The Battle Over Traditional Practices

Brian Ngutjinazo

What can be seen as a clash between modernity and heritage in Namibia has been thrown into sharp relief by recent criticisms of longstanding cultural practices.

The deputy minister of health, Esther Muinjangue, last week publicly condemned the traditional otjiramue relationship practised by the Ovaherero people, saying it indirectly promoted rape.

Muinjangue is also the president of the National Unity Democratic Organisation (Nudo).

Her stance highlights a deeper struggle to preserve Namibia’s cultural identity in the face of societal norms and legal interpretations.


Otjiramue, a customary practice among the Ovaherero people, involves instances where cousins may marry each other or are allowed to be in relationships in terms of cultural norms.

Critics argue that such practices perpetuate gender-based violence despite a lack of complaints from those within the community involved in these relationships.

Others defend the practice as a cherished tradition that respects the autonomy and consent of those involved.

Article 66 of the Namibian Constitution, which upholds customary law, supports the legitimacy of such practices, affirming the importance of cultural heritage in Namibia’s legal framework.


Another cultural practice under scrutiny is olufuko, a traditional Aawambo ceremony that prepares young girls, often as young as 12, for womanhood and pregnancy.

This initiation involves drumming, dancing and guidance from an elder known as namunganga.

Critics, including mainstream Christian churches, have decried olufuko as pagan and a potential pathway to child trafficking and abuse.

However, no Namibian court has found olufuko to be complicit in human trafficking.


While sodomy has been decriminalised, polygamy remains stigmatised and is not recognised in common law courts.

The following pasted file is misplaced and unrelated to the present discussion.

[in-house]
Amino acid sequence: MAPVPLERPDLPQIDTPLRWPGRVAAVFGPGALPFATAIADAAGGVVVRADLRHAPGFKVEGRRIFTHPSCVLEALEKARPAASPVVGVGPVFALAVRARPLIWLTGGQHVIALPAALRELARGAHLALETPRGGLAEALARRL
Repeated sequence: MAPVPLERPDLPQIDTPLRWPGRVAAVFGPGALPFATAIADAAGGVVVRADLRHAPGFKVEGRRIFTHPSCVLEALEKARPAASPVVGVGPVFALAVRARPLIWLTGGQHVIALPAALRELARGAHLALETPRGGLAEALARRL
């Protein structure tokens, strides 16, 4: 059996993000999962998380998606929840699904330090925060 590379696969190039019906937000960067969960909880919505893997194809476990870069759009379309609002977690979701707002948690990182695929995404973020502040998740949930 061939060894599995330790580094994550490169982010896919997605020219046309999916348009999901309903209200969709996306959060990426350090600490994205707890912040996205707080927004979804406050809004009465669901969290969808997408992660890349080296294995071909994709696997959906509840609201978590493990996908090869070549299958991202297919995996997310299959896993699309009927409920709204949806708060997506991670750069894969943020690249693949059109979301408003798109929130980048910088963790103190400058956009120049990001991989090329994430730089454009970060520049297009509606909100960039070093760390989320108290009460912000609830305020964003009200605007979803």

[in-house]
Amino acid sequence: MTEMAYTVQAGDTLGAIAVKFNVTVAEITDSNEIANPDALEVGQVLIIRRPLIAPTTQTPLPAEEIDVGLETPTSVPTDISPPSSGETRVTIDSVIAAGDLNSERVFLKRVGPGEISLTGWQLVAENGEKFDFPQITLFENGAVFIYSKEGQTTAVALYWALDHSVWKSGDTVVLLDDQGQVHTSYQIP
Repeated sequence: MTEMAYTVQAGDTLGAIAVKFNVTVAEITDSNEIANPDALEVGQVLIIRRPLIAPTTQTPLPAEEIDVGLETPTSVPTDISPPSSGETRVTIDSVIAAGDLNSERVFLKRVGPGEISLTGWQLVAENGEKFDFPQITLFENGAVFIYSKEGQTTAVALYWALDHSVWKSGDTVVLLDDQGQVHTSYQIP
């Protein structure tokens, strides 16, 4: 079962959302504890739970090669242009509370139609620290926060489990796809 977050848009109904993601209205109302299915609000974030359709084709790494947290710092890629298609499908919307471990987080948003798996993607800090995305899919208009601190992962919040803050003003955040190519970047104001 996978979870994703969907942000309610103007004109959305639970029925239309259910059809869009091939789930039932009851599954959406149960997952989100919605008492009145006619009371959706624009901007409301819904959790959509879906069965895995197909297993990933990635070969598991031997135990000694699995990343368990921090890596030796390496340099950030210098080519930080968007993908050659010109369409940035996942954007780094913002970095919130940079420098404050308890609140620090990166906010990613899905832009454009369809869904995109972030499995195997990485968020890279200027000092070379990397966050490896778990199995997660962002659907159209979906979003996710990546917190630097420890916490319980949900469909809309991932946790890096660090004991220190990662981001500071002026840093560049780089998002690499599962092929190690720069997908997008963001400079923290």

This undermines the cultural rights of those who practice polygamy, a tradition deeply rooted in some Namibian communities.

The Constitution (article 19) guarantees people the right to enjoy, practice, and promote their culture, language and traditions.

It explicitly protects cultural practices provided they don’t infringe on the rights of others or the national interest.

However, this right is often subordinate to common law.

Chapter 3 of the Namibian Constitution, also known as the Bill of Rights, is often cited as a foundation for protecting individual freedoms.

However, the interpretation and enforcement of this article remain contentious.


The preservation of cultural heritage in Namibia is not just a matter of legal interpretation but also involves national identity and pride.

It is essential for all parties concerned, including government officials, legal professionals and cultural leaders to engage in meaningful dialogue to find a balance that respects both human rights and cultural traditions.

There is a need for legal reforms that recognise and respect customary laws and practices.

The judiciary must be culturally sensitive and inclusive in its interpretations and rulings, ensuring that traditional practices are not unfairly marginalised. Educating the public about the importance and context of cultural practices can help dispel misconceptions and foster greater appreciation and respect for Namibia’s diverse heritage.

Engaging with communities to understand their practices and the rationale behind them is crucial.

This can help bridge the gap between modern legal standards and traditional customs, ensuring that cultural practices are preserved while also protecting individual rights.


Ongoing debates around practices like otjiramue, olufuko and polygamy highlight the complex interplay between cultural heritage and legal standards in Namibia.

It is important to recognise that cultural practices are not merely relics of the past but are integral to the identity and continuity of communities.

As Namibia moves forward, we must strive to uphold the values enshrined in its Constitution, including the protection of cultural rights.

We need to foster a legal environment that respects and incorporates customary practices so that it can ensure its cultural heritage is not lost but celebrated and preserved for future generations.

It is time for Namibians to rally together to protect their cultural heritage and to ensure that traditional practices are not unjustly vilified or eradicated.

  • * Brian Ngutjinazo is an LLB (Hons) student at the University of Namibia. This article is written in his personal capacity.

Stay informed with The Namibian – your source for credible journalism. Get in-depth reporting and opinions for only N$85 a month. Invest in journalism, invest in democracy –
Subscribe Now!

Latest News